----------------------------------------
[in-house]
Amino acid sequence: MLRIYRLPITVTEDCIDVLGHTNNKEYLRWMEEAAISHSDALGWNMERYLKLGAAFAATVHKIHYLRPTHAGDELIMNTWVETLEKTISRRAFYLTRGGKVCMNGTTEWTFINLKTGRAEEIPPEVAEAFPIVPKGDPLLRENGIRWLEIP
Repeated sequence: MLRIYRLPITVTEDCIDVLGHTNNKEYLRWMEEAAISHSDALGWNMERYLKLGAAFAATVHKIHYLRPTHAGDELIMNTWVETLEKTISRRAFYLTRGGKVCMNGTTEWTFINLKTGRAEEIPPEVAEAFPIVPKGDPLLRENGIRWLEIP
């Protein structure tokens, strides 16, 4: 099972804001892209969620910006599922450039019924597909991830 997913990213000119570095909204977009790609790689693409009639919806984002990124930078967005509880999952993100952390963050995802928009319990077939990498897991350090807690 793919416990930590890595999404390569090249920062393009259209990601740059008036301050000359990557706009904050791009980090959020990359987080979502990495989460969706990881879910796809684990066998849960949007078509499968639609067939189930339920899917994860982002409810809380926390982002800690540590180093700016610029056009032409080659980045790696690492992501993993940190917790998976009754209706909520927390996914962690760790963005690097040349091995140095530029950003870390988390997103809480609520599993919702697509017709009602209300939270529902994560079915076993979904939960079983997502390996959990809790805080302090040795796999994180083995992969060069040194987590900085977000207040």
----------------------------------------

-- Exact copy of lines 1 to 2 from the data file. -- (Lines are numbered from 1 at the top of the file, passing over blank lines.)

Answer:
[in-house]
Amino acid sequence: MLRIYRLPITVTEDCIDVLGHTNNKEYLRWMEEAAISHSDALGWNMERYLKLGAAFAATVHKIHYLRPTHAGDELIMNTWVETLEKTISRRAFYLTRGGKVCMNGTTEWTFINLKTGRAEEIPPEVAEAFPIVPKGDPLLRENGIRWLEIP